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What Is a Certified Nursing Assistant and How Do You Get Started?

A certified nursing assistant (CNA) cares for hospital patients, in clinics, and various other settings, such as mental health facilities. Additionally, a CNA may work at a nursing home or make in-home visits. Today, CNAs are an integral part of health care.

If you're thinking about becoming a certified nursing assistant, you probably have a few questions. Read on for more information about this excellent occupation for caretakers.

What Are a Certified Nursing Assistant's Duties?

The certified nursing assistant does many things, from providing medical care assistance to family members' support. They may be responsible for helping patients bathe and get dressed, as well as dispensing medication and recording vital signs. Additionally, a CNA communicates with other medical staff on the patient's behalf. They may also act as a caretaker, preparing meals and changing bed linens.


An LPN or licensed practical nurse specializes in providing direct patient care, while a certified nursing assistant provides support services by recording patient histories and measuring vital signs. LPNs have a degree with coursework. Unlike LPNs, CNAs only need certification and typically fewer classroom and clinical hours.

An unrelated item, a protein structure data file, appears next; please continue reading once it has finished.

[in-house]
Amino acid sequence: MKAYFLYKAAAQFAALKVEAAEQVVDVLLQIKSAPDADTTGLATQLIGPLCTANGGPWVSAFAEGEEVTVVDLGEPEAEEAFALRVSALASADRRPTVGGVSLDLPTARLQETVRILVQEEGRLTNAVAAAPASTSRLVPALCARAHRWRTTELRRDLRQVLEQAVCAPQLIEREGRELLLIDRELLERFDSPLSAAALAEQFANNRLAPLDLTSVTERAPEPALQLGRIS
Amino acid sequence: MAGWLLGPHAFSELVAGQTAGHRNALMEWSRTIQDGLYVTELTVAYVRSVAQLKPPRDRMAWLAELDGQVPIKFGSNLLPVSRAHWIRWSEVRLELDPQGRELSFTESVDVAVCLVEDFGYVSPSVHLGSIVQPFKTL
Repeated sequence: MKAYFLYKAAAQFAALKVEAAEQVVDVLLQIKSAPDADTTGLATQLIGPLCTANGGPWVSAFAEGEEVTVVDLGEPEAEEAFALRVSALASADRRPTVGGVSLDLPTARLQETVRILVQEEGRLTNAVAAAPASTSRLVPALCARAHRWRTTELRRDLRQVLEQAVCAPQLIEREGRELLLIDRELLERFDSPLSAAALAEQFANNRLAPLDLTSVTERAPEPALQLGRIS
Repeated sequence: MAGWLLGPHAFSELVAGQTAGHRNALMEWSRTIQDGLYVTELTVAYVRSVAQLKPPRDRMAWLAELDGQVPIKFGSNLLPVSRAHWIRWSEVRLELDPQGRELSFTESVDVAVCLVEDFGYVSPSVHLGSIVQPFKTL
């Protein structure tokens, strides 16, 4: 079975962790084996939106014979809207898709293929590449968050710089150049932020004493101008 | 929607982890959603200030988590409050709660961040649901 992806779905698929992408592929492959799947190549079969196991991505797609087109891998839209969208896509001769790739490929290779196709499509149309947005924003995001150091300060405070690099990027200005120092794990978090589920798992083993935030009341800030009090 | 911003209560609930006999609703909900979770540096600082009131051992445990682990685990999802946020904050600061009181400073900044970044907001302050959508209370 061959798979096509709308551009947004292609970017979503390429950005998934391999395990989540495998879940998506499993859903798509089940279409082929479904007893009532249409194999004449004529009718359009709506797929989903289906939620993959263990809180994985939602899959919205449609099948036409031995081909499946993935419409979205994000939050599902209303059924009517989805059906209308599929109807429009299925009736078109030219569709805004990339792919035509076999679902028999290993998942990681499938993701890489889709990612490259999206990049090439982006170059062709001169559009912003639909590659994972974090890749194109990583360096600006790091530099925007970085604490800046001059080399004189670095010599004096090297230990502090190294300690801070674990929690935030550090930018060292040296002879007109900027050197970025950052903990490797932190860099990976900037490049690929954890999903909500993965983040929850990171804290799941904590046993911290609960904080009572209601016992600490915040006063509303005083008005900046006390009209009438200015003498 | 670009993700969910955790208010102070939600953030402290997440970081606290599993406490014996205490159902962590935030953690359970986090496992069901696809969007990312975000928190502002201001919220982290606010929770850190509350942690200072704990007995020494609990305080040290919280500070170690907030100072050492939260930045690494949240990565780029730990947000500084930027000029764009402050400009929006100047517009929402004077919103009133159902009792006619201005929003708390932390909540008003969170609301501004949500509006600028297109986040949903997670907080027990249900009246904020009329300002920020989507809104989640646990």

How Do You Get Certified?

A certified nursing assistant takes health care classes and learns to assist doctors and nurse practitioners by preparing examination rooms. In a CNA program, you'll learn how to help with x-rays, take vital signs, and assist in the laboratory, among other things.

You'll receive supervised clinical training and nursing classes. Some states also require additional HIV/AIDS training and other specific concentrations. After completing a state-approved training program with a set minimum number of clinical and classroom hours, you'll be ready to take the certification exam.

After completing a CNA program, nursing assistants must earn their state's nursing assistant certification before practicing. Each state has requirements for certification, such as:

  • Written exams

  • Oral exams

  • Skills tests

  • Required clinical hours

You may also need to pass a background check.

How Long Does It Take to Complete a CNA Program?

A certified nursing program can run anywhere from four to twelve weeks. Additionally, CNA programs require clinical hours to strengthen practical skills in patient care, such as learning how to check vital signs and practicing CPR. If you take an online CNA program, you'll have local supervisors who oversee the required clinical hours.

The required number of clinical hours vary per state.

Brevard Nursing Academy: Nursing Education

Brevard Nursing Academy offers a five-week program covering basic nursing assistant principals and provides students ample opportunity to practice. You'll learn core functions such as:

  • How to bathe and dress patients

  • Take vital signs

  • Turn or reposition bedridden patients

  • Examine patients for injuries, bruises, and wounds

You'll also learn how to collect information about conditions and treatment plans from family members, nurses, and doctors. Students must take the Florida Nursing Aide exam from Prometric to become a Florida licensed certified nursing assistant.

If you're ready to start a new career as a CNA, get in touch with Brevard Nursing Academy to enroll.

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